Knowing that adding crew to EM-1 will cause a delay from the current late 2018 launch date, Gerstenmaier said he arbitrarily limited the study to changes that would allow for a mission to launch no later than late 2019.
“If it goes much beyond 2019, then basically the plan we’ve got today with EM-2 with [a] crew is probably as good of [a] plan as we have and there’s not a tremendous advantage [to add crew to EM-1],” Gerstenmaier said.
There was also an option of accelerating EM-2 instead of crewing EM-1, but that was ruled out because of the extensive changes to ground systems that would be needed. There simply isn’t enough time between launching a 322-foot (98-meter) tall Block 1 SLS and the 364-foot (111-meter) tall Block 1B to change out the hardware.
“Roughly 33 months is the minimum time between EM-1 and EM-2,” Gerstenmaier said. “That’s driven by the fact that we have to change the Mobile Launch Platform to accommodate the 40-foot taller rocket associated with EM-2.”
Regardless of what the agency ultimately decides to do, however, Gerstenmaier said that this study gives NASA an opportunity to step back and evaluate what it is doing on EM-1.
“This is a great opportunity for us to step back, reflect on what we’re doing, look at the overall plan again and see if [there are] any changes we want to make [while] moving forward,” Gerstenmaier said.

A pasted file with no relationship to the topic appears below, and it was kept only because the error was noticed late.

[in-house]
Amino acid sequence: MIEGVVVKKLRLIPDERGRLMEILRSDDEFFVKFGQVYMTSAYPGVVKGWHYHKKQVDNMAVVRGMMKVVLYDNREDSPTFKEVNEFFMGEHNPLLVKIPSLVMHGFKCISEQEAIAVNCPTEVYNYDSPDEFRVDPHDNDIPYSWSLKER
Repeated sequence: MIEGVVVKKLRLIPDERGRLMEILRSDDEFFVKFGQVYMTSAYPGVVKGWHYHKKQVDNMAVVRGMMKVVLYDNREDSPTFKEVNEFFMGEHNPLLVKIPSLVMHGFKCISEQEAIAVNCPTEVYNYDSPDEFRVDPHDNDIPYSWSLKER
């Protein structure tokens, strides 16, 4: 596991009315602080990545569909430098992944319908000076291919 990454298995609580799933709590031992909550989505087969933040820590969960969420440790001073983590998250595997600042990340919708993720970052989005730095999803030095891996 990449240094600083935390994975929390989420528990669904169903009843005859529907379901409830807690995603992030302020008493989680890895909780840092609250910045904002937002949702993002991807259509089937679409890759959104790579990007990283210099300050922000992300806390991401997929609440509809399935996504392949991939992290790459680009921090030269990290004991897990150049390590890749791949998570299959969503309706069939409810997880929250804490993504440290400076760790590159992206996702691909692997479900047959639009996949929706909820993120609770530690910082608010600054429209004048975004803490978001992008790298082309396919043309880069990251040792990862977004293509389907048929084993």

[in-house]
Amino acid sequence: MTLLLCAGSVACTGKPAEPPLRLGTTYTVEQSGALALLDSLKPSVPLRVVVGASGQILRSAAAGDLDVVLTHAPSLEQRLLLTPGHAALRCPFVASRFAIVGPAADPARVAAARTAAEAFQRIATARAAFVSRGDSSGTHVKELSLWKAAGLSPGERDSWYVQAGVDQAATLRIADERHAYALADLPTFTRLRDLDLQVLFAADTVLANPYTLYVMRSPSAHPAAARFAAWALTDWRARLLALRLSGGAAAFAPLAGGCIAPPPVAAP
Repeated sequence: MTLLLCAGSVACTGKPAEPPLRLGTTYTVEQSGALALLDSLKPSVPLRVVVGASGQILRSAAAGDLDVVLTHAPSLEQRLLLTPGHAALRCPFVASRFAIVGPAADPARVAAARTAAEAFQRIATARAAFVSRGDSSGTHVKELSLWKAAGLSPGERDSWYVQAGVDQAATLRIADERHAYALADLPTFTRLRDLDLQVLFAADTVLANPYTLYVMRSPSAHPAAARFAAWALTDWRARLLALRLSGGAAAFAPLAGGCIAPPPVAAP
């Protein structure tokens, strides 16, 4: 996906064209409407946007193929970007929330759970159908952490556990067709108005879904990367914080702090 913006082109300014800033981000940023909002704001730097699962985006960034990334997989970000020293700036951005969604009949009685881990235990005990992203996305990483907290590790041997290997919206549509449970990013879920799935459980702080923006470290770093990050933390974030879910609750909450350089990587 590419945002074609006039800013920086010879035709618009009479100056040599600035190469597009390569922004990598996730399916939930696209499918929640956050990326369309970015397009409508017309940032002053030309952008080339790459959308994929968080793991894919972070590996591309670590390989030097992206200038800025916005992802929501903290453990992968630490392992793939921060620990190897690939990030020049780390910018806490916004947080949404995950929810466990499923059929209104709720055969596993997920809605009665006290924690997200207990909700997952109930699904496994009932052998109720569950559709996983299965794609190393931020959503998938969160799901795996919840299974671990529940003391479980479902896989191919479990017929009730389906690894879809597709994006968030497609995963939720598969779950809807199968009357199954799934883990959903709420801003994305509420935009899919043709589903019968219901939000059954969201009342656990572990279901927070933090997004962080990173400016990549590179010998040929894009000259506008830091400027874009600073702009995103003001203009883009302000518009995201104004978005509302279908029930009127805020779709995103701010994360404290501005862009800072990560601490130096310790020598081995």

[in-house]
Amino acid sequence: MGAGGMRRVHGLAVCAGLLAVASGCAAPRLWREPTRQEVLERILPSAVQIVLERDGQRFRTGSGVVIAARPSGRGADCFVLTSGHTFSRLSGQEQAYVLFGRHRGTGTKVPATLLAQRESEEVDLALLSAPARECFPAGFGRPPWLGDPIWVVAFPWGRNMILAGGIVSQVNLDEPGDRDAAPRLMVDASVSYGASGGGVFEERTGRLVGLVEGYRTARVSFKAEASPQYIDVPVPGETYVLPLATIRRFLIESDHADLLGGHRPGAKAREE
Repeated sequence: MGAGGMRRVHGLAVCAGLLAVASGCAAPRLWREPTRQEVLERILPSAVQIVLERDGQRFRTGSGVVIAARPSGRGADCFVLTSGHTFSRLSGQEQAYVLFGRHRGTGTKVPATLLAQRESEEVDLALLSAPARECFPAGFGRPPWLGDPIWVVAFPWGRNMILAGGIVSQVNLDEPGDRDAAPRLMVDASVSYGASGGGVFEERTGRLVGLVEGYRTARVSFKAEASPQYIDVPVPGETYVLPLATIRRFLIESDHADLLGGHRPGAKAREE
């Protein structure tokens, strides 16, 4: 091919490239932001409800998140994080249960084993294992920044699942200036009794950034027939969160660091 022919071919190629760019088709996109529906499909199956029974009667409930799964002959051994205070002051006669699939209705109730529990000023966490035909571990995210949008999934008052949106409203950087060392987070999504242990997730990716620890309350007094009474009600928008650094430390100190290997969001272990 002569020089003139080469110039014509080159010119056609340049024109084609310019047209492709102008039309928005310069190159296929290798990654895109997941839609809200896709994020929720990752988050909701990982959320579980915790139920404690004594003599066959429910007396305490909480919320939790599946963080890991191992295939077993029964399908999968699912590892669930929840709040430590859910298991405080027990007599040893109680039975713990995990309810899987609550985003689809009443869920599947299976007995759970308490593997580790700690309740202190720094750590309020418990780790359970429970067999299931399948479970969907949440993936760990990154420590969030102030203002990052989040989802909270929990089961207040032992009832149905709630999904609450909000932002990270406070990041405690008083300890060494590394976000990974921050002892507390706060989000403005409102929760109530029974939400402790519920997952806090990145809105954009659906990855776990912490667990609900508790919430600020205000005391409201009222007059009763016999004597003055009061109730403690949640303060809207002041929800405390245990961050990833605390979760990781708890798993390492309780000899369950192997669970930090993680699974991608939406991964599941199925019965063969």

Derek Richardson has a degree in mass media, with an emphasis in contemporary journalism, from Washburn University in Topeka, Kansas. While at Washburn, he was the managing editor of the student run newspaper, the Washburn Review. He also has a blog about the International Space Station, called Orbital Velocity. He met with members of the SpaceFlight Insider team during the flight of a United Launch Alliance Atlas V 551 rocket with the MUOS-4 satellite. Richardson joined our team shortly thereafter. His passion for space ignited when he watched Space Shuttle Discovery launch into space Oct. 29, 1998. Today, this fervor has accelerated toward orbit and shows no signs of slowing down. After dabbling in math and engineering courses in college, he soon realized his true calling was communicating to others about space. Since joining SpaceFlight Insider in 2015, Richardson has worked to increase the quality of our content, eventually becoming our managing editor.